Watching nature take its course, from the top of a hill in northern England

Shed or shrine, a place to tinker


Tinkering in the shed (well a garage, actually) my late father did a lot of that. It was his happy place.  When I saw this video I was so moved, not just by the dedication of Lee John Phillips, skill and determination to record the contents of his grandfathers shed, no, it was the Flora margarine tubs with there handwritten scrawly labels, that caught my breath.  My Dad did that. I can feel the brittleness of  each tub,  see the aged  yellowing plastic, the presence of its weighty load of rusty screws.


Dad’s garage may have looked chaotic to the uninitiated, but it had a filing system as complex as a giant Amazon warehouse,  just minus a robot.   It was all in Dad’s head.

When Mum died five years ago, and we set about the task of  clearing the family home, my siblings and I were pretty confident, we’d got the garage sussed, Dad pre-deceased mum by 18 years and a couple of years after he died, we’d hired a skip (at a price that would have horrified my him) to dispose of all those important little things he’d been saving just in case. Screws, wingnuts, little slithers of Formica, rubber belts and brushes. Old keys and watch faces. Tobacco tins and string. Bits and pieces that would have saved him a penny or two, and given him the priceless satisfaction of making and fixing.  At the time the task seemed never ending, my brother installed greedy boards on the skip as it started to overflow.

The task wasn’t as dangerous as dealing with his secret hoard of home brew,

home brewBut the second wave of garage clearing revealed  more stuff and memories than we’d bargained for (I saved this WWII ammunition box, and a selection of tools for Joe, they cleaned up nicely).

Dad's amo box_

I’m glad I took some photographs, drawing every item would have been beyond me in both skill and time. We’d kind of forgotten how ingenious some of Dad’s creations were, a tad Heath Robinson at times, but he made what he’d got, work for him (here, on the right, a device for trimming the climbing rose around the front door)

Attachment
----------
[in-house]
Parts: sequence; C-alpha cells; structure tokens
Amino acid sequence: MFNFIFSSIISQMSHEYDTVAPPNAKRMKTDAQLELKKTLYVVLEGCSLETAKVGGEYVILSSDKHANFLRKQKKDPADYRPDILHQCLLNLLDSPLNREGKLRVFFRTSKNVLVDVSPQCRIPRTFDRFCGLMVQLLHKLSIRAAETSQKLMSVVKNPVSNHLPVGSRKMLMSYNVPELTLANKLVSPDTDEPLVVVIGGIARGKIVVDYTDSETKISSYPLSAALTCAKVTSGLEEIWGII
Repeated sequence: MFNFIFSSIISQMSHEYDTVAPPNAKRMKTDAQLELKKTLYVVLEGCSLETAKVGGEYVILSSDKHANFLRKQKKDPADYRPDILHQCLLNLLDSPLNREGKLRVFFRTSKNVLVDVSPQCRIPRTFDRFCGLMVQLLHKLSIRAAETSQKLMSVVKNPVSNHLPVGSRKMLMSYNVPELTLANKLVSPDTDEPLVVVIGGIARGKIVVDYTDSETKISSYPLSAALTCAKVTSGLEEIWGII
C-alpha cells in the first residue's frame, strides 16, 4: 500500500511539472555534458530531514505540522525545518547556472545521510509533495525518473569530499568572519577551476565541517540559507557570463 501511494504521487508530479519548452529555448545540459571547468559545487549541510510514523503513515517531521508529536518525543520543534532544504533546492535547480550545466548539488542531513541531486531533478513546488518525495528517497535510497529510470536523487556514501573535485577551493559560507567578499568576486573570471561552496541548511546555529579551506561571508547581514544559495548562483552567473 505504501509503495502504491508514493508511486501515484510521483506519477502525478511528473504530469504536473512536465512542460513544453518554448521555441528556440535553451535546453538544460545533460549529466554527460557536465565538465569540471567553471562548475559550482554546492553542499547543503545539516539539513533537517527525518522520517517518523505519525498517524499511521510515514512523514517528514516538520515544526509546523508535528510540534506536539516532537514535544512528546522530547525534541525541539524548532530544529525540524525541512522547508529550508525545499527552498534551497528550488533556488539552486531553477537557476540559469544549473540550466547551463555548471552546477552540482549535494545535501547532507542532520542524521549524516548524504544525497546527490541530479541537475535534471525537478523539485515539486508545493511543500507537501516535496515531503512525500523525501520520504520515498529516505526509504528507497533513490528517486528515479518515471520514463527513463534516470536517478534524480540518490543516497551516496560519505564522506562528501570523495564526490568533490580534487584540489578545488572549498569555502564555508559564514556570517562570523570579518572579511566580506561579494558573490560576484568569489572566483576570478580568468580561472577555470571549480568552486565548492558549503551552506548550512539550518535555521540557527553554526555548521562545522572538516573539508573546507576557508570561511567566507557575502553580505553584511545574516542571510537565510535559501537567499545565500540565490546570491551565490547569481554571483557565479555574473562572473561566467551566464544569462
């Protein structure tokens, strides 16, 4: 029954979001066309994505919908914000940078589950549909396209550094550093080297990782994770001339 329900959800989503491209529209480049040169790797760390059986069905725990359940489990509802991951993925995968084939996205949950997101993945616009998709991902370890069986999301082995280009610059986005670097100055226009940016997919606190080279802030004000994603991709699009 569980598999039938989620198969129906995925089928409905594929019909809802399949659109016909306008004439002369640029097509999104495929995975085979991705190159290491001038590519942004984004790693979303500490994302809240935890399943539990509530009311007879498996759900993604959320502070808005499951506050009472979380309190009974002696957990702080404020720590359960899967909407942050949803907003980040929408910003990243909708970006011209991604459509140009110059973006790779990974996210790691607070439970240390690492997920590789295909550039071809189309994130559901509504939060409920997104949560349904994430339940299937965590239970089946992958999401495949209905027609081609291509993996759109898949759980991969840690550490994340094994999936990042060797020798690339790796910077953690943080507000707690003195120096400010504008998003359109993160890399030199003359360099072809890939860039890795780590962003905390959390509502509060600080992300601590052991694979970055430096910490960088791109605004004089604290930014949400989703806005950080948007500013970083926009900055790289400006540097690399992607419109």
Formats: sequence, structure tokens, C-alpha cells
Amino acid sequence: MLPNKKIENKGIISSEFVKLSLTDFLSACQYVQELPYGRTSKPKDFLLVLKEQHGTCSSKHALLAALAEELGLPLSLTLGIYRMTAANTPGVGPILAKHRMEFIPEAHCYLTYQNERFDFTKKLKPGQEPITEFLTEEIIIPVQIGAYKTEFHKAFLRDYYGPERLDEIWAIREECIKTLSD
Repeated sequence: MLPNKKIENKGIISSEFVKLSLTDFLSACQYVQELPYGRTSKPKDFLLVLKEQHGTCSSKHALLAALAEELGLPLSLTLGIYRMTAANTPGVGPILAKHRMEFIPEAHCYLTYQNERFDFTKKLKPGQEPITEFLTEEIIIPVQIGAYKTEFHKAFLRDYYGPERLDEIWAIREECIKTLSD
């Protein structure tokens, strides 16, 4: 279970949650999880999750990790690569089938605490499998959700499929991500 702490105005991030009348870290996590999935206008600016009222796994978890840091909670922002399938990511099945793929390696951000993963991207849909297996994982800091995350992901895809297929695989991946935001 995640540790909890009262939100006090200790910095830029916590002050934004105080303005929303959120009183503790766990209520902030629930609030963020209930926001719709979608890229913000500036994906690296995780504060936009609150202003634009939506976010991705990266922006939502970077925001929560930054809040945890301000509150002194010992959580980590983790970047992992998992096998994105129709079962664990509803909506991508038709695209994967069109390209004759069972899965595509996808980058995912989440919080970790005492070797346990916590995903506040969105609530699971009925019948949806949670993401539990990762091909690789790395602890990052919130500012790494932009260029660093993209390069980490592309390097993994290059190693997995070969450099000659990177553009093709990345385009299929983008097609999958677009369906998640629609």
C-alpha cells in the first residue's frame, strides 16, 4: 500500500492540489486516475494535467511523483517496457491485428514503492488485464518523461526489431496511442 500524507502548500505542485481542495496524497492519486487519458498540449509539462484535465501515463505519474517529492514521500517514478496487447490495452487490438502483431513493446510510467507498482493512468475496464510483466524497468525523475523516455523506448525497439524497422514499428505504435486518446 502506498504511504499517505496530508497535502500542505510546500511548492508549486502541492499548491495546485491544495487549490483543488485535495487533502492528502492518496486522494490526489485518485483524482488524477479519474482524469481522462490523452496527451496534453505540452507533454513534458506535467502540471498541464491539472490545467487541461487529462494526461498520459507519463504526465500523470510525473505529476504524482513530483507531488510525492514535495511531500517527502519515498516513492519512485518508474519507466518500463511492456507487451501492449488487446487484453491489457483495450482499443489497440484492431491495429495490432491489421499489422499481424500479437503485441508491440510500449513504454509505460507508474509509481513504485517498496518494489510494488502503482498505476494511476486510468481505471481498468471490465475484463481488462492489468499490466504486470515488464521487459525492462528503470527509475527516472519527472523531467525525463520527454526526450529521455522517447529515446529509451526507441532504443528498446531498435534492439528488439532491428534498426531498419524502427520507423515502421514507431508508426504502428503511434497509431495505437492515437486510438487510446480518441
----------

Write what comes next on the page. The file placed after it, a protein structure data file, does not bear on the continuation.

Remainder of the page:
Dad's clippers

Dad often made his own tools, the childhood swing that he made for me, would disappear from time to time, seconded into the garage, to be used to support a pulley to lift out car engines, just as he designed and fabricated it to do.

As the world starts to realise the necessity of Reduce Reuse and Recycle, I can think how wrong I was, Dad was ahead of his time not behind it.



Author: uphilldowndale

Watching the rhythm of rural life, from the top of a hill in northern England. Having spent most of my life avoiding writing, I now need to do it! I am no domestic goddess, but if I were expecting visitors to my home, I would whisk round with the duster and plump up the cushions and generally make the place look presentable. I hope that by putting my words where others may see them it will encourage me to ‘tidy up and push the Hoover around’ my writing. On the other hand I may just be adding to the compost heap. Only time will tell! Pull up a chair, sit yourself down, I’ll put the kettle on.

9 thoughts on “Shed or shrine, a place to tinker

  1. Oh well done, Mrs Uhdd! This is one of your best, I think. The guy was drawing every item in his grandfather’s shed was taking time out from teaching, so that explains it. Luckily you don’t need that kind of therapy. I love the bit about the filing system like an Amazon warehouse, and the swing that was designed to take car engines too. Hahaha your dad was definitely ahead of the curve.

  2. We do need to go back in time a bit, I agree.

  3. The more things change, the more they stay the same. No margarine tubs for us. My dad preferred one pound coffee cans, while my mother chose Mason jars. Me? I use pint-sized Talenti gelato containers. They’re clear, like the canning jars, but don’t break!

  4. Wonderful post and pictures, with interesting links. My dad was a hoarder and his large shed was always filled to overflowing. I’m the opposite and always been a bit of a minimalist. xx

  5. Thousands of kilometres away, but you could be describing my Dad.

  6. This is lovely. When we bought our first house, the shed at the bottom of the garden was still padlocked shut so we were offered the contents as part of the deal. We still have some of Arthur’s tools (he wrote his name on some of them) – indeed I rode his bike for a while until I shamefully got rid of it. He favoured tobacco tins for his screws rather than flora tubs, but the instinct to save things in case they come in handy seems to be universal. Now we have Men’s Sheds and Repair Cafes so hopefully all the expertise is being shared and also homes found for the things which still could have a useful life …

    • It must have been very exciting, opening Arthur’s shed (well I’d have been excited). Tobacco tins, so much more resilient than margarine tubs, not so good for heart and lungs though!

  7. Pingback: Where did you get that cone? | Uphilldowndale

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